Civilian and military leaders were similarly split over issues of method when it came to tackling terrorist safe havens inside the country. In 2013, the then new government under Sharif was not interested in launching operations inside the country against the Taliban and other extremist actors. The government instead began peace talks with the terrorist outfits despite repeated advice from the Pakistan Army to the contrary.

The Pakistan army pushed the view that terrorist outfits use ‘peace talks’ as a pretence to regroup, develop credibility and then launch attacks again when the government is vulnerable. Months later, when the terrorists continued their attacks on Pakistan and US forces despite the ongoing negotiations with the Pakistani government, Sharif again was sheepish in front of Pakistan’s security establishment and allowed the military to launch an operation.

When it comes to Pakistan’s current foreign policy posture, there appears to be no rupture in civil–military relations. Both civilian and military leaders support deep ties with China, opening up to Russia, balancing the Middle East, defying the United States and finding a sustainable peace with India and Afghanistan. Even the ‘Dawn leaks’ controversy was less a matter of disagreement over foreign policy than a case of the civilian government trying to embarrass the military establishment.

While civil and military leaders in Pakistan are locked in a power struggle, they are on the same page in terms of foreign and security policy — which is why Pakistan has seen much policy continuity over the past four decades. Civilian leaders pitch this domestic power struggle to international audiences as a matter of ‘foreign policy’ and a ‘fight for democracy’ for the purposes of seeking international endorsements that can be leveraged in the local power tussle.

This absence of nuance in Western academic writing and commentaries on Pakistan is not just a blind spot. It is deliberate neglect whereby the dominant characterisation of Pakistan’s civil–military relations is constructed to suit Western political interests that include aligning Pakistan’s national security policies with that of the West, and having a strong check on its nuclear program.

Riaz Haq said...

Jaswant Singh, India’s former foreign minister, who died on September 27 after six years in a coma from a fall at his home, was carrying a history-making sheaf of typed papers in his briefcase on July 16, 2001, in Agra, papers of immeasurable importance to the future history of South Asia.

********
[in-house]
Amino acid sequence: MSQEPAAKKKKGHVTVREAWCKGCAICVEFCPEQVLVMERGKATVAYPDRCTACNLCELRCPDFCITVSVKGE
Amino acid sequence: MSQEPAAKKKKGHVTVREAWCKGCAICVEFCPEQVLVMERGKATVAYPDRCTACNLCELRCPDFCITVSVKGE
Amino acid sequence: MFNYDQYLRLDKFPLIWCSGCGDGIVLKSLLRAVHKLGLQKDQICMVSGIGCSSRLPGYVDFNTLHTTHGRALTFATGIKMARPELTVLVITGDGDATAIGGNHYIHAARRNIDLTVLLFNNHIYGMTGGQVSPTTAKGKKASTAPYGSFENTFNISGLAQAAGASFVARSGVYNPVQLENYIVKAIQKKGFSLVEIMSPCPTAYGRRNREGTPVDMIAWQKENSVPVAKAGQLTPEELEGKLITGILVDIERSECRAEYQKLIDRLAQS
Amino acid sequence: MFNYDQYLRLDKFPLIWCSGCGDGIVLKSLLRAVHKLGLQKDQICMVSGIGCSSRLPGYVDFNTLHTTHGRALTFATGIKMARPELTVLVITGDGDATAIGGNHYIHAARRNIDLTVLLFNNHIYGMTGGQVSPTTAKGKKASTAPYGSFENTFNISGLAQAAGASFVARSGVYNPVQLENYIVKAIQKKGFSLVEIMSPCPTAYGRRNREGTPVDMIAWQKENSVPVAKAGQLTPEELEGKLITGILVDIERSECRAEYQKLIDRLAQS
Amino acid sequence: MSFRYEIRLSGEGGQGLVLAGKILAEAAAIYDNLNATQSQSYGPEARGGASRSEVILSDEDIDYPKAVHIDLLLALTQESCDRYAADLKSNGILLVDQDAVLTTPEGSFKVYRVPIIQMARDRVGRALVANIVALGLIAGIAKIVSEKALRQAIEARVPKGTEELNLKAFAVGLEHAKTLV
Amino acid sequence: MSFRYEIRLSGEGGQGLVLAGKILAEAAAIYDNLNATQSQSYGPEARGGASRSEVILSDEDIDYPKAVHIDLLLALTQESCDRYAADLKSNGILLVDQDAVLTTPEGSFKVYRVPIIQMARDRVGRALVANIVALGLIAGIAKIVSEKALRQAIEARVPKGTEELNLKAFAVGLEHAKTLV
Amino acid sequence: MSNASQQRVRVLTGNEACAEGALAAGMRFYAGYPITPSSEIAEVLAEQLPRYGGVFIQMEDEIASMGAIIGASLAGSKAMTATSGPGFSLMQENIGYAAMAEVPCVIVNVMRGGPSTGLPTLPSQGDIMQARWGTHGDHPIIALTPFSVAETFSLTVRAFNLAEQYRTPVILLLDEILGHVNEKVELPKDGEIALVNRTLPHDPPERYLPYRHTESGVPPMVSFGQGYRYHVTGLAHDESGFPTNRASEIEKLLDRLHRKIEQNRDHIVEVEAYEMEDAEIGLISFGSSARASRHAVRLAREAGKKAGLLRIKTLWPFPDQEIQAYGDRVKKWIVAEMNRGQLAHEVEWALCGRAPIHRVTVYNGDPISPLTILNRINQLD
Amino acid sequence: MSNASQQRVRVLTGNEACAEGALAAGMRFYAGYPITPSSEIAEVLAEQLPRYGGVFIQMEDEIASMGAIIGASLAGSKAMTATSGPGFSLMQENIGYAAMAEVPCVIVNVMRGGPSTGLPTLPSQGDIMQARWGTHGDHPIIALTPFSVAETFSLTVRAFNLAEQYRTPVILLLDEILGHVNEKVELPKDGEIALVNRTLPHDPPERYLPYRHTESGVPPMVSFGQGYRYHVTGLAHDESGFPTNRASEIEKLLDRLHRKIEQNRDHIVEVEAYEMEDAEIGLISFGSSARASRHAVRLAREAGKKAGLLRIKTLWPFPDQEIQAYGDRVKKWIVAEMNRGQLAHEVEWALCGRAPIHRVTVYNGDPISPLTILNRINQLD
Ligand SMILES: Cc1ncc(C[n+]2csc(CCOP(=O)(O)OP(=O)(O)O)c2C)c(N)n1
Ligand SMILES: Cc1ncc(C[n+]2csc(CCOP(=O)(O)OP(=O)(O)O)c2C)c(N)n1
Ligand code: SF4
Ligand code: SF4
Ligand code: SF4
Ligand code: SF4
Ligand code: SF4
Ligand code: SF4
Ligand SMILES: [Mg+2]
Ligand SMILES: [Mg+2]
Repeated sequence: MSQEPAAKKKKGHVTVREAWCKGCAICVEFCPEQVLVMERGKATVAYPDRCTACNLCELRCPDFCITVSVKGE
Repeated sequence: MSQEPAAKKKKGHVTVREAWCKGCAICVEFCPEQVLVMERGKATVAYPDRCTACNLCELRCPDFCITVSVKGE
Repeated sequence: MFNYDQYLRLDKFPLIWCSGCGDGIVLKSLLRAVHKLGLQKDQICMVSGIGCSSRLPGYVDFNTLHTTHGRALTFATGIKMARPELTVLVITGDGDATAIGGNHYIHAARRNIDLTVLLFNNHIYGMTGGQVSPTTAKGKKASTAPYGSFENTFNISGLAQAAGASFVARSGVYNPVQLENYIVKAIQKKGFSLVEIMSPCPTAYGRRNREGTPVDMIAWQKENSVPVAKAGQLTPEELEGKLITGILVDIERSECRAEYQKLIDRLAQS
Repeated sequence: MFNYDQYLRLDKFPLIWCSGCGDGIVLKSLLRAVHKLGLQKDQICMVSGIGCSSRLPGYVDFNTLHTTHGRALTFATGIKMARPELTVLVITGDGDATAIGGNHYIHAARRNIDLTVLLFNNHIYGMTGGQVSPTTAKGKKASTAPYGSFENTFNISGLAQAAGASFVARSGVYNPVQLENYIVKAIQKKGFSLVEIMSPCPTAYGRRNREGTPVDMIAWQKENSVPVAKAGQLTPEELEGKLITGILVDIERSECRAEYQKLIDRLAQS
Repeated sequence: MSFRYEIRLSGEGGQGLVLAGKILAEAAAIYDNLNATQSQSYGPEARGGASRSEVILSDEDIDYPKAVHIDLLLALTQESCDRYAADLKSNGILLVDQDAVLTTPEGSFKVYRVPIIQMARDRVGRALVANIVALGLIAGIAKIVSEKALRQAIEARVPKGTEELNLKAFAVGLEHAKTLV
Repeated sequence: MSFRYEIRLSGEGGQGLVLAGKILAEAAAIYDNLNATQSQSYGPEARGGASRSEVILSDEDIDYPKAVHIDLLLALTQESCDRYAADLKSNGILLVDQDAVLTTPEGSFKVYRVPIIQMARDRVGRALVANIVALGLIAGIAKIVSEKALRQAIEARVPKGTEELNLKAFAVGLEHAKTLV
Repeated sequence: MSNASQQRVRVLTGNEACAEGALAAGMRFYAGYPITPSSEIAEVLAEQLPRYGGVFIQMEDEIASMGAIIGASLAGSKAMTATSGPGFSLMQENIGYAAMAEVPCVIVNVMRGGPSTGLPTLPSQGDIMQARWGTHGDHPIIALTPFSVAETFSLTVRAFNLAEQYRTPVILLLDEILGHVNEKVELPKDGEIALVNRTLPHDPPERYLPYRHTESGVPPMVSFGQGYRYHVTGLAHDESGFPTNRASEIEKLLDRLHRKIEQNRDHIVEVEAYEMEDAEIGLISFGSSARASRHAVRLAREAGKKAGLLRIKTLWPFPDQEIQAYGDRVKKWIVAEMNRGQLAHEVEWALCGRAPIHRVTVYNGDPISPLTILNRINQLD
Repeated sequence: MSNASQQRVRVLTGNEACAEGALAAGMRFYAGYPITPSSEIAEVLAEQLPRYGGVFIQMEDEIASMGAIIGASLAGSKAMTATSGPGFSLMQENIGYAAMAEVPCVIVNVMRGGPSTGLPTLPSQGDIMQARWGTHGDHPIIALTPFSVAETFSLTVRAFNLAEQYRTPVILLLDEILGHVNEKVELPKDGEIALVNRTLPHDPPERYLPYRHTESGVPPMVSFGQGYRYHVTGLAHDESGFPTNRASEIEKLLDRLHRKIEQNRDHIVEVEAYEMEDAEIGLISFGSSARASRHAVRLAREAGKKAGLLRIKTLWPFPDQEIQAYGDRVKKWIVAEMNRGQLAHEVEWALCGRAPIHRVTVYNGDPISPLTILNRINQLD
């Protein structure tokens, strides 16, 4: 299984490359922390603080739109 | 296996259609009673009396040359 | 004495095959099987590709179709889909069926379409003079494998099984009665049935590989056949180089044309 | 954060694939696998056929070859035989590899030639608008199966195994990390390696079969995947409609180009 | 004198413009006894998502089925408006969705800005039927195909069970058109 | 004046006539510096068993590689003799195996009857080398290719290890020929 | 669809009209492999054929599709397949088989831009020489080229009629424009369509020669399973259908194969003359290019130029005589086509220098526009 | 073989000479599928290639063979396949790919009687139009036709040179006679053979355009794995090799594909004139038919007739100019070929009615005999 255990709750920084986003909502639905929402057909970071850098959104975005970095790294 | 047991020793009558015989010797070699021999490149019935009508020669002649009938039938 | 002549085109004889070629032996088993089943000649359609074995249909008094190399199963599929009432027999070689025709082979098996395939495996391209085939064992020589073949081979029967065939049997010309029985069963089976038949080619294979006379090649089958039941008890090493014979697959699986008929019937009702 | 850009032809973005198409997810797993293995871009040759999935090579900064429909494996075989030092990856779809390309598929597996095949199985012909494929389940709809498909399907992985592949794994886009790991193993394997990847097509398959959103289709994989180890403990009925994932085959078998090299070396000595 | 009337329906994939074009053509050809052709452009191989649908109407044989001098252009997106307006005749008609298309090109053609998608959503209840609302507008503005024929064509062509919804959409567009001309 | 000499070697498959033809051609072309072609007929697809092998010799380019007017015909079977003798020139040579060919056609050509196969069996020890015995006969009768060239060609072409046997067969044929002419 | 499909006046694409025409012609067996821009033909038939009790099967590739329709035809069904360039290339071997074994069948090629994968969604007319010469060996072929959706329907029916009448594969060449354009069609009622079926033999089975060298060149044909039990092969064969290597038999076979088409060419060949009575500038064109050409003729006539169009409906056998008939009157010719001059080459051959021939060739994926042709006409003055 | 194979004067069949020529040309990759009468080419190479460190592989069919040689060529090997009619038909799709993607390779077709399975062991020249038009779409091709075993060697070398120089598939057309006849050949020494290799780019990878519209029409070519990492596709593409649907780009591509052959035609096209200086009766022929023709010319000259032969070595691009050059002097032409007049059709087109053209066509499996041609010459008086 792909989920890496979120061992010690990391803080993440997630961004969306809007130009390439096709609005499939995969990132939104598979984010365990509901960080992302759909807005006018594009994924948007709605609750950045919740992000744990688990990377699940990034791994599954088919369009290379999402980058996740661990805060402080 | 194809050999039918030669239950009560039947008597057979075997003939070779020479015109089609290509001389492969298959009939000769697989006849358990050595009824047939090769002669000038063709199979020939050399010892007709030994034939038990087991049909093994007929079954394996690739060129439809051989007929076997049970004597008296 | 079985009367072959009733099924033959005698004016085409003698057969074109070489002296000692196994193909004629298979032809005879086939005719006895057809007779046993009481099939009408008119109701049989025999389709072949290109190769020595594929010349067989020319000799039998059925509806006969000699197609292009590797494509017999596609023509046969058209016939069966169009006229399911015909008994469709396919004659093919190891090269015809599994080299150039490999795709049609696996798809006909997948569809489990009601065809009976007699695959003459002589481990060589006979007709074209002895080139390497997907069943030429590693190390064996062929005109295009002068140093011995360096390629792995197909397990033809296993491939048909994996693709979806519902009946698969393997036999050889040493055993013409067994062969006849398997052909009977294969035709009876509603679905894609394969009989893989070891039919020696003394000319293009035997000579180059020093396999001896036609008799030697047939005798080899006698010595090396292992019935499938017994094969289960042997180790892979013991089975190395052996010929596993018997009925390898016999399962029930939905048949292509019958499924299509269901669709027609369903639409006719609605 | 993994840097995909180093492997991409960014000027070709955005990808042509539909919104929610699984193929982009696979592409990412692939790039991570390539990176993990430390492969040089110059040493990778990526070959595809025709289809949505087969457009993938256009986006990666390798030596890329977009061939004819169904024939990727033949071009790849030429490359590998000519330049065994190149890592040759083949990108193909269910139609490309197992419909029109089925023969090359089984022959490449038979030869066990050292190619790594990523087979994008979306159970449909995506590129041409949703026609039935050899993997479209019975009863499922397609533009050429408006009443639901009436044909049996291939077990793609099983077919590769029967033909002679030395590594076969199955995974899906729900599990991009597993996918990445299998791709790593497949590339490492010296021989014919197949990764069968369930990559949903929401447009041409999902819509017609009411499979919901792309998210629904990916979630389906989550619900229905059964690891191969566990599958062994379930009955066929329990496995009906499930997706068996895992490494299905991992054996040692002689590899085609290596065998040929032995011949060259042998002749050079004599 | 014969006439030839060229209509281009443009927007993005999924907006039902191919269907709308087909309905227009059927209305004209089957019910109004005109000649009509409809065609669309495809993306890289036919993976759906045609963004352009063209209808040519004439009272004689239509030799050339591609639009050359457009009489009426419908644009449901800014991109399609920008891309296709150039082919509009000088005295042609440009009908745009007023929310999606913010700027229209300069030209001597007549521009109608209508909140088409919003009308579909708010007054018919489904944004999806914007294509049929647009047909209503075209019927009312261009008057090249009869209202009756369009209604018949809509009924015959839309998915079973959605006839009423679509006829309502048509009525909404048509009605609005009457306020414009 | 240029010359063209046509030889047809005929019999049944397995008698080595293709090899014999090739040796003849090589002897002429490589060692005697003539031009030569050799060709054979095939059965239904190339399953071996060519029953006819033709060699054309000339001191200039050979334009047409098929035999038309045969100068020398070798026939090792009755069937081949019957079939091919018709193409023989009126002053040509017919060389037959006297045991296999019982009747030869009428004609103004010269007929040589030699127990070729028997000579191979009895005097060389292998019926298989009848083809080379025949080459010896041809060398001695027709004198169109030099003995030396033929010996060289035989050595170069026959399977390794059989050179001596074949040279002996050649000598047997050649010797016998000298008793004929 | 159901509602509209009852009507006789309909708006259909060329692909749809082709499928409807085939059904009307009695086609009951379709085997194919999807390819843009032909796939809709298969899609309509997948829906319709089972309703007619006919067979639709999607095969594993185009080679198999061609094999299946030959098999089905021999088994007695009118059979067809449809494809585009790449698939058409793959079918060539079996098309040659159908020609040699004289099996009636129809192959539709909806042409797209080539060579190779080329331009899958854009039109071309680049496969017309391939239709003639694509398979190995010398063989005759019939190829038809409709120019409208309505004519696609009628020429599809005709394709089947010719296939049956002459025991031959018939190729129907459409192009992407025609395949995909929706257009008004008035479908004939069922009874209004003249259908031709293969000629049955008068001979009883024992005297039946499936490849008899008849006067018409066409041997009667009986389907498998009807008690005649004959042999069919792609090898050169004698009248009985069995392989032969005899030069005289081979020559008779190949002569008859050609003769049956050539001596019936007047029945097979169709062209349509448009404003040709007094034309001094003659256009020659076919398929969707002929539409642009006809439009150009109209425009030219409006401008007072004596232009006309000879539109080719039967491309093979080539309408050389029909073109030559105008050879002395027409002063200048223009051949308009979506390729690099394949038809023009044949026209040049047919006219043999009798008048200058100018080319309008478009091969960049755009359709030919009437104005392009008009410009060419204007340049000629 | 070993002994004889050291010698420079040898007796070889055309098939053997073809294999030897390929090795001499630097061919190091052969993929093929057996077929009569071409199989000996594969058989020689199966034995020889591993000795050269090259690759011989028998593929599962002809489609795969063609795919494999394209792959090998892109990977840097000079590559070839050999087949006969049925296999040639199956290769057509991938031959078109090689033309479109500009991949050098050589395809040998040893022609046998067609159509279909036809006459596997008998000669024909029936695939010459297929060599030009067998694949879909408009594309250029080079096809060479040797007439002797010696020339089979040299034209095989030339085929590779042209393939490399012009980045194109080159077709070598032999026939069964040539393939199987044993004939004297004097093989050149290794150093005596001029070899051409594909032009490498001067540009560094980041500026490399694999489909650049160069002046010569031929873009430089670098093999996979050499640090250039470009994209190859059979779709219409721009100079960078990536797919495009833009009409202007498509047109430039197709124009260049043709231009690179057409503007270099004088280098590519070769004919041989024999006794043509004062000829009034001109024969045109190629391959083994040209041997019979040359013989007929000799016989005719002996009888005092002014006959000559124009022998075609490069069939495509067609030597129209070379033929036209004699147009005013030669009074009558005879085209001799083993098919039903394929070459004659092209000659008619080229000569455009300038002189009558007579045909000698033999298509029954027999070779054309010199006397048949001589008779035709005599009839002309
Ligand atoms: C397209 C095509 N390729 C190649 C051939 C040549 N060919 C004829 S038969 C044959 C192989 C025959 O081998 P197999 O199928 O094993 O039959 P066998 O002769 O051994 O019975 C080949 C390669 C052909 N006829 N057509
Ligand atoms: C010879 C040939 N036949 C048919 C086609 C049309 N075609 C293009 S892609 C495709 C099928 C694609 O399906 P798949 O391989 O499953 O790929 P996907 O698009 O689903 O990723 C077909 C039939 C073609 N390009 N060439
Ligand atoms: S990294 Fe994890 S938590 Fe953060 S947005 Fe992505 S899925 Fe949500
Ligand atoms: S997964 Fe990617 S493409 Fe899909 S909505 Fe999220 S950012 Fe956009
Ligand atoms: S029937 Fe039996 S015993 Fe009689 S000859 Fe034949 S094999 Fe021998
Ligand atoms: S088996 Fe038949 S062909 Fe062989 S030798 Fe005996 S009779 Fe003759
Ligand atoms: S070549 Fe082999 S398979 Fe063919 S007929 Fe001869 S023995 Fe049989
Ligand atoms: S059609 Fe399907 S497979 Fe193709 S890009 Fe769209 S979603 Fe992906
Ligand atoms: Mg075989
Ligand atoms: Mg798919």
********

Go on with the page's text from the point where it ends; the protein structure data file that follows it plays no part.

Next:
So powerful were the contents in Jaswant Singh’s draft he had agreed with his Pakistan counterpart that it had the potential to forestall any future war between India and Pakistan. Singh’s far-right colleague and home minister LK Advani torpedoed the draft pact moments before Atal Bihari Vajpayee and Pervez Musharraf were to accept it.

The sabotaged Agra summit could have saved India and Pakistan an endless need to procure military hardware at prohibitive costs to their poverty-stricken masses. Had history not played truant that day in Agra, there would be a hoard of money available for healthcare and education for both countries – saved from scandal-tainted Rafale jets in India, for example – which in turn would have enabled both to better fight the coronavirus menace, and perhaps even spare precious resources for the less endowed neighbours.

The French Rafales were meant to deal with the military contingency in Ladakh with China, one might argue. Yes and no. Jaswant Singh’s peace deal carried the power, in fact, to vacate the need for even India and China to think of war or to send hapless men to inhospitable climes for guarding their ill-defined frontiers. There would be perhaps no deaths from frostbite or avalanches in Siachen either. There would be no need to interdict the Karakoram Highway.

There is a humanitarian catastrophe brewing in Jammu and Kashmir. An Agra pact would have made unnecessary the subjugation of Jammu and Kashmir last year. True, there were howls of protest from Hindutva nationalists when Jaswant Singh proposed in a subsequent TV interview that India could accept the Line of Control in Jammu and Kashmir as a hard border and thus end a core dispute with Pakistan.

The protests had less to do with the logic of peace between nuclear rivals, rather they were needed by the Rashtriya Swayamsevak Sangh and its assiduously nurtured hatred for Pakistan. A worried Arun Jaitley, the late partisan of the RSS, told the Americans in as many words, according to WikiLeaks, that good relations with Pakistan were detrimental to Hindutva’s political constituency in northern India. The instructive core of such an argument can imply that the December 2001 terror attack on the Indian parliament or the November 2008 terror attack in Mumbai harmed India but helped the BJP. The logic again came into play with the Pulwama attack last year.

To loosely translate an Indian saying, the horse cannot befriend the grass. That is a likelier reason for the failure of the Agra summit – because peace with Pakistan would destroy the BJP’s plank to win votes. It goes to the credit of Vajpayee and Jaswant Singh that they did not see their politics through the prism of perpetual communal hostility.

Riaz Haq said...

WikiLeaks cables: Rahul Gandhi warned US of Hindu extremist threat
This article is more than 10 years old
Scion of India's leading political family told ambassador radicalised Hindu groups could create religious tension and political confrontation

Rahul Gandhi, the "crown prince" of Indian politics, told the US ambassador at a lunch last year that Hindu extremist groups could pose a greater threat to his country than Muslim militants.